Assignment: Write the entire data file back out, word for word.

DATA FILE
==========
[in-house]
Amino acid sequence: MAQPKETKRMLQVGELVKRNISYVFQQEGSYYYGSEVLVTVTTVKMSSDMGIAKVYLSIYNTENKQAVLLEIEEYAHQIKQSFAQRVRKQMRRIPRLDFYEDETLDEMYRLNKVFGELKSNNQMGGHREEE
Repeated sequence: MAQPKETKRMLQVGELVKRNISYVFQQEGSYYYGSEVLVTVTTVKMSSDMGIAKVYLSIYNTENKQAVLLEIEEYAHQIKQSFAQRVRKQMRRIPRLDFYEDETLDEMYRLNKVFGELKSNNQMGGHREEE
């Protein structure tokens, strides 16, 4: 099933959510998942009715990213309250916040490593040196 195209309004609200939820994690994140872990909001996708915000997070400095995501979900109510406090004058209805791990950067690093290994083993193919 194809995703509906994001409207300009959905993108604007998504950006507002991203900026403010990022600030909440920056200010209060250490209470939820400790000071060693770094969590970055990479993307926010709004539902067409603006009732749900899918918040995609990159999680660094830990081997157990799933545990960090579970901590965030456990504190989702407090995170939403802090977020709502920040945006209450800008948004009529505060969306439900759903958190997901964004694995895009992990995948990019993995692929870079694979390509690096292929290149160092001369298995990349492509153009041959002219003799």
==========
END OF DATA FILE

[in-house]
Amino acid sequence: MAQPKETKRMLQVGELVKRNISYVFQQEGSYYYGSEVLVTVTTVKMSSDMGIAKVYLSIYNTENKQAVLLEIEEYAHQIKQSFAQRVRKQMRRIPRLDFYEDETLDEMYRLNKVFGELKSNNQMGGHREEE
Repeated sequence: MAQPKETKRMLQVGELVKRNISYVFQQEGSYYYGSEVLVTVTTVKMSSDMGIAKVYLSIYNTENKQAVLLEIEEYAHQIKQSFAQRVRKQMRRIPRLDFYEDETLDEMYRLNKVFGELKSNNQMGGHREEE
């Protein structure tokens, strides 16, 4: 099933959510998942009715990213309250916040490593040196 195209309004609200939820994690994140872990909001996708915000997070400095995501979900109510406090004058209805791990950067690093290994083993193919 194809995703509906994001409207300009959905993108604007998504950006507002991203900026403010990022600030909440920056200010209060250490209470939820400790000071060693770094969590970055990479993307926010709004539902067409603006009732749900899918918040995609990159999680660094830990081997157990799933545990960090579970901590965030456990504190989702407090995170939403802090977020709502920040945006209450800008948004009529505060969306439900759903958190997901964004694995895009992990995948990019993995692929870079694979390509690096292929290149160092001369298995990349492509153009041959002219003799």